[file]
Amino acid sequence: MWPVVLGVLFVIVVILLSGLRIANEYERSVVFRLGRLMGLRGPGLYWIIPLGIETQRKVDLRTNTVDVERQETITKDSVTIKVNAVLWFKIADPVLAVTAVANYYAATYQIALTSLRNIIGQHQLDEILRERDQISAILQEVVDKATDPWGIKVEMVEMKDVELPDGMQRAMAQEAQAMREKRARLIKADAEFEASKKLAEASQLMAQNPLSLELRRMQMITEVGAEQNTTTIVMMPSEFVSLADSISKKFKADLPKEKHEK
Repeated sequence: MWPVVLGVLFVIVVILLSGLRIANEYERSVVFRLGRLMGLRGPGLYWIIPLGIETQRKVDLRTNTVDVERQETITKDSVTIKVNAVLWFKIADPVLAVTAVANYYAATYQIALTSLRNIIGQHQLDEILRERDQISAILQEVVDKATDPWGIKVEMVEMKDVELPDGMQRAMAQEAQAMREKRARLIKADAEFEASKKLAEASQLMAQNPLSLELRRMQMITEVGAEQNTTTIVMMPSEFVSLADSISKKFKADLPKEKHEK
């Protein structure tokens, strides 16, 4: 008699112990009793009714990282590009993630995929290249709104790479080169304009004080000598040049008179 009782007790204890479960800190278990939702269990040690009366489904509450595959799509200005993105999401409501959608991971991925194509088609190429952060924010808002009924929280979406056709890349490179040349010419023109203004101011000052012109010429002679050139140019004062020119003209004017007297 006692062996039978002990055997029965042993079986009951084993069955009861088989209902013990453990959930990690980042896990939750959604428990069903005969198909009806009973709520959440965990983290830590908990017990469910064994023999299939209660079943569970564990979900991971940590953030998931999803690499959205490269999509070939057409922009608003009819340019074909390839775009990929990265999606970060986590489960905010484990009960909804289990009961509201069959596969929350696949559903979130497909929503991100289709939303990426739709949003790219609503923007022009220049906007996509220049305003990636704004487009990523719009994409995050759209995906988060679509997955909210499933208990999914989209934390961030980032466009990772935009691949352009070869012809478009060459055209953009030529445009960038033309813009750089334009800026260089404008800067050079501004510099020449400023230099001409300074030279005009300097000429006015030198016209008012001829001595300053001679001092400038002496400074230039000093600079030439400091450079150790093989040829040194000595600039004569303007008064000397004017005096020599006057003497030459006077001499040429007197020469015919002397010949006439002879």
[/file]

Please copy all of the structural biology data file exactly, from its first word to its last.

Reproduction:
Amino acid sequence: MWPVVLGVLFVIVVILLSGLRIANEYERSVVFRLGRLMGLRGPGLYWIIPLGIETQRKVDLRTNTVDVERQETITKDSVTIKVNAVLWFKIADPVLAVTAVANYYAATYQIALTSLRNIIGQHQLDEILRERDQISAILQEVVDKATDPWGIKVEMVEMKDVELPDGMQRAMAQEAQAMREKRARLIKADAEFEASKKLAEASQLMAQNPLSLELRRMQMITEVGAEQNTTTIVMMPSEFVSLADSISKKFKADLPKEKHEK
Repeated sequence: MWPVVLGVLFVIVVILLSGLRIANEYERSVVFRLGRLMGLRGPGLYWIIPLGIETQRKVDLRTNTVDVERQETITKDSVTIKVNAVLWFKIADPVLAVTAVANYYAATYQIALTSLRNIIGQHQLDEILRERDQISAILQEVVDKATDPWGIKVEMVEMKDVELPDGMQRAMAQEAQAMREKRARLIKADAEFEASKKLAEASQLMAQNPLSLELRRMQMITEVGAEQNTTTIVMMPSEFVSLADSISKKFKADLPKEKHEK
């Protein structure tokens, strides 16, 4: 008699112990009793009714990282590009993630995929290249709104790479080169304009004080000598040049008179 009782007790204890479960800190278990939702269990040690009366489904509450595959799509200005993105999401409501959608991971991925194509088609190429952060924010808002009924929280979406056709890349490179040349010419023109203004101011000052012109010429002679050139140019004062020119003209004017007297 006692062996039978002990055997029965042993079986009951084993069955009861088989209902013990453990959930990690980042896990939750959604428990069903005969198909009806009973709520959440965990983290830590908990017990469910064994023999299939209660079943569970564990979900991971940590953030998931999803690499959205490269999509070939057409922009608003009819340019074909390839775009990929990265999606970060986590489960905010484990009960909804289990009961509201069959596969929350696949559903979130497909929503991100289709939303990426739709949003790219609503923007022009220049906007996509220049305003990636704004487009990523719009994409995050759209995906988060679509997955909210499933208990999914989209934390961030980032466009990772935009691949352009070869012809478009060459055209953009030529445009960038033309813009750089334009800026260089404008800067050079501004510099020449400023230099001409300074030279005009300097000429006015030198016209008012001829001595300053001679001092400038002496400074230039000093600079030439400091450079150790093989040829040194000595600039004569303007008064000397004017005096020599006057003497030459006077001499040429007197020469015919002397010949006439002879």